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im not a "beginner"but this forum looks lonely with no posts so i thought i`d throw a comment in. when i was first getting to grips with taknig photos i found it very handy to have a little scrapbook that i could fill with clippings from newspapers and magazines of shots that i found inspiring. i still do this today and when i feel my work has become a bit too stagnant and needs to move in a new or differnet direction out come the scrap books and abracadabra instant inspiration
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Focus on understanding good composition and the use of colour, tones and texture rather than worry about the technicalities of the camera. Put the camera either in Auto (A) or Program (P) mode, and use the Scene modes untill you become more familar with the rules of exposure.
and buy and use a tripod
Look at lots and lots of pictures from photographers you admire - and some you don't - and try and work out what made you want to look at those particular pictures. Try and analyse how your eye moves around the picture and what causes it to go to certain parts of the scene. Also try and figure out what the photographer did to arrive at the shot in question - what lighting was used, how was it arranged, what colour did it have, what quality (diffuse, soft, harsh, etc.). How about viewpoint? Was the photographer above, below or at the same height as the subject?
This should give you avery good grounding in the aesthetic side - things such as lighting, composition, viewpoint. Then start looking at how to improve the technical side....
Brownnose to Pete....
Take it from me, that doesn't work....
If you are a beginner, you might find it useful to read the seven EPZ Beginners Guides:
I think we also need a beginners guide to epz to explain a few basics:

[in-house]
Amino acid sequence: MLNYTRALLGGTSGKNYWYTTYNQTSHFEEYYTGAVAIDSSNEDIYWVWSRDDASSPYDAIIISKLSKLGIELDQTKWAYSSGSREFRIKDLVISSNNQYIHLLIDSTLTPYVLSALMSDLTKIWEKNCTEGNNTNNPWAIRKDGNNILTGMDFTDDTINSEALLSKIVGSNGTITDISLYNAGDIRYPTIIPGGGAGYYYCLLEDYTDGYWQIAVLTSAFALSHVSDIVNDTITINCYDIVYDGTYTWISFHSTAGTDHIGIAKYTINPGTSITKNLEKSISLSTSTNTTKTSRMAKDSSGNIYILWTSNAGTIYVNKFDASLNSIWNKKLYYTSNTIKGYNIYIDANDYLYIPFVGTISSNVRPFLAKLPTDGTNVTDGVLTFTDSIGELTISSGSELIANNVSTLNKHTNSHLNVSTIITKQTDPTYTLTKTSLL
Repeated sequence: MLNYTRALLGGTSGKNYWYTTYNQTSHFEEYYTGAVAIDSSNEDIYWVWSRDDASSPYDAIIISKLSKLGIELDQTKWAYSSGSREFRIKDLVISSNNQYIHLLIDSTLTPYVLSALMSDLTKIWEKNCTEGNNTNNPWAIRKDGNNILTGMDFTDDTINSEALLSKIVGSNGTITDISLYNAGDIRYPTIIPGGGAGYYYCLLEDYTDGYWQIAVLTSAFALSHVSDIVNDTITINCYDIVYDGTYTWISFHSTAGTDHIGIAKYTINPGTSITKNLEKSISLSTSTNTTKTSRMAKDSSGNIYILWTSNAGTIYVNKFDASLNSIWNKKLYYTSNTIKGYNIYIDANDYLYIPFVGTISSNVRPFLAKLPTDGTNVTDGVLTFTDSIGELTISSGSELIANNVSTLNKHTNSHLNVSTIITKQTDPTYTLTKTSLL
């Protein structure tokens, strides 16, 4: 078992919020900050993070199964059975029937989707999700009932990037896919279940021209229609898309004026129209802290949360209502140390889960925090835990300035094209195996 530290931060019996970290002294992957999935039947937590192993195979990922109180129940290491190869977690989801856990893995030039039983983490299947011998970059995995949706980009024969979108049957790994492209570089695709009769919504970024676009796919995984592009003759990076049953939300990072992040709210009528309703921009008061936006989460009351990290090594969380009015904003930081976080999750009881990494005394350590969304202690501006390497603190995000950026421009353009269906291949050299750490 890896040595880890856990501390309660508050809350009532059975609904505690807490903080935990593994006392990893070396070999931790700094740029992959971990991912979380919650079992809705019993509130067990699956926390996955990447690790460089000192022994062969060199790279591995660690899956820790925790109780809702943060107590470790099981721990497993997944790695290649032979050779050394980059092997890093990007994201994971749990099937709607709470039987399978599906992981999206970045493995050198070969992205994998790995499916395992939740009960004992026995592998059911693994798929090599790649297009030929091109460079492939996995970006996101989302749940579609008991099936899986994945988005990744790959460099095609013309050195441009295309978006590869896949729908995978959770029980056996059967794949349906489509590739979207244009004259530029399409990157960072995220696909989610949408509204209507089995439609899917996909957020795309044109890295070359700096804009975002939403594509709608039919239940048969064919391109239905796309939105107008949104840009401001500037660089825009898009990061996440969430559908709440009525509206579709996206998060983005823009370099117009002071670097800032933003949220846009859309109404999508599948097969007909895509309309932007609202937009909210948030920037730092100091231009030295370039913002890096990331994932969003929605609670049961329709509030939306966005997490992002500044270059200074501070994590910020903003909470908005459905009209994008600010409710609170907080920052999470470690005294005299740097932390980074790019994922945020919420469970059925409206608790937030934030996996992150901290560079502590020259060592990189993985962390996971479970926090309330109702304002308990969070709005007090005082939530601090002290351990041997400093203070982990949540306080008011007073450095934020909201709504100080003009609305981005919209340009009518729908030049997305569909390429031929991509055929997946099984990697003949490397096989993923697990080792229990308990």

- how to start a click thread
- who is boyd and his parentage
- what to do if you don't own a canon or a nikon
- why you should never combine self ports with glamour (and the exceptions under which its allowed)
- what is it about goblets and pixies
I'm sure there's others.
and a warning... 'don't ask for equipment advice on the forum unless you have at least £5000 burning a hole in your pocket'
Ceri has a good point here.
'Digital' means, if you have cash in your pocket:
(They say the truth always hurts)
Always let a forum posting get at least three usefull & pertinent replies, Before turning it into an off topic free for all comedy sketch
Unless they appear to be self promoting ego trips, Where mayhem is allowed right from the of.
just take the lens cap off.
thats all you need to know really.
oh - don't lose it.
always make sure there is a card/film in the camera BEFORE you start shooting...........
If you clearly state in your original post that your budget is X then expect everybody who responds to suggest equipment costing X * 2, the exception being lenses in which case it will be X * 4
Oh and the answer to any studio lighting query will always be Elincrom D-Lite 2 ( or D-Lite 4 if you look rich)
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